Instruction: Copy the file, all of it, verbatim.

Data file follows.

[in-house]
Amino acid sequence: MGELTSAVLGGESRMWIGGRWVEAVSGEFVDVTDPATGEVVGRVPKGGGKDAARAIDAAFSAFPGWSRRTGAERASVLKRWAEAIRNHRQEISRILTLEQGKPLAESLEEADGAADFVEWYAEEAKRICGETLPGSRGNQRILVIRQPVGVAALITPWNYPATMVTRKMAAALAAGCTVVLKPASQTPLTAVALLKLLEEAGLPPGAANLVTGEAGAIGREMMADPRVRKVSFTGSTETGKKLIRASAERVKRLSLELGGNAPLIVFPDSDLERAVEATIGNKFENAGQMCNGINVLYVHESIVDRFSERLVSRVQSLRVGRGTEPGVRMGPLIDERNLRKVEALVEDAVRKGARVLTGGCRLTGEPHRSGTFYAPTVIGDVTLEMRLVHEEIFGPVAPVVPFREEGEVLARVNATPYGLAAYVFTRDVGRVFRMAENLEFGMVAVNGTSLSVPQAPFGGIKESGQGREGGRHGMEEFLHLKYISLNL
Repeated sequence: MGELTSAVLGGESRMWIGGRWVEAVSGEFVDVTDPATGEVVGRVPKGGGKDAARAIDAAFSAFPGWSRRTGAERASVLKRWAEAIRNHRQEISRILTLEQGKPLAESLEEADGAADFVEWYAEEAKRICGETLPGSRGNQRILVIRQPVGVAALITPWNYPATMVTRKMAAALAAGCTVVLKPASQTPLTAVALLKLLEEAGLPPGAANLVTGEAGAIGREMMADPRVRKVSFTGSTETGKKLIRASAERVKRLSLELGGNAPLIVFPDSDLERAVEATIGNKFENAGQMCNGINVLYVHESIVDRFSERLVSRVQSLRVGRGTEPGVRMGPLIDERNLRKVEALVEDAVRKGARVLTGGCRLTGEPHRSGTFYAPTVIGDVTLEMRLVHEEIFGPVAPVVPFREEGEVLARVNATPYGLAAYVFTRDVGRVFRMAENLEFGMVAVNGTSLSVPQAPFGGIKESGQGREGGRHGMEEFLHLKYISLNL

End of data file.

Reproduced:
[in-house]
Amino acid sequence: MGELTSAVLGGESRMWIGGRWVEAVSGEFVDVTDPATGEVVGRVPKGGGKDAARAIDAAFSAFPGWSRRTGAERASVLKRWAEAIRNHRQEISRILTLEQGKPLAESLEEADGAADFVEWYAEEAKRICGETLPGSRGNQRILVIRQPVGVAALITPWNYPATMVTRKMAAALAAGCTVVLKPASQTPLTAVALLKLLEEAGLPPGAANLVTGEAGAIGREMMADPRVRKVSFTGSTETGKKLIRASAERVKRLSLELGGNAPLIVFPDSDLERAVEATIGNKFENAGQMCNGINVLYVHESIVDRFSERLVSRVQSLRVGRGTEPGVRMGPLIDERNLRKVEALVEDAVRKGARVLTGGCRLTGEPHRSGTFYAPTVIGDVTLEMRLVHEEIFGPVAPVVPFREEGEVLARVNATPYGLAAYVFTRDVGRVFRMAENLEFGMVAVNGTSLSVPQAPFGGIKESGQGREGGRHGMEEFLHLKYISLNL
Repeated sequence: MGELTSAVLGGESRMWIGGRWVEAVSGEFVDVTDPATGEVVGRVPKGGGKDAARAIDAAFSAFPGWSRRTGAERASVLKRWAEAIRNHRQEISRILTLEQGKPLAESLEEADGAADFVEWYAEEAKRICGETLPGSRGNQRILVIRQPVGVAALITPWNYPATMVTRKMAAALAAGCTVVLKPASQTPLTAVALLKLLEEAGLPPGAANLVTGEAGAIGREMMADPRVRKVSFTGSTETGKKLIRASAERVKRLSLELGGNAPLIVFPDSDLERAVEATIGNKFENAGQMCNGINVLYVHESIVDRFSERLVSRVQSLRVGRGTEPGVRMGPLIDERNLRKVEALVEDAVRKGARVLTGGCRLTGEPHRSGTFYAPTVIGDVTLEMRLVHEEIFGPVAPVVPFREEGEVLARVNATPYGLAAYVFTRDVGRVFRMAENLEFGMVAVNGTSLSVPQAPFGGIKESGQGREGGRHGMEEFLHLKYISLNL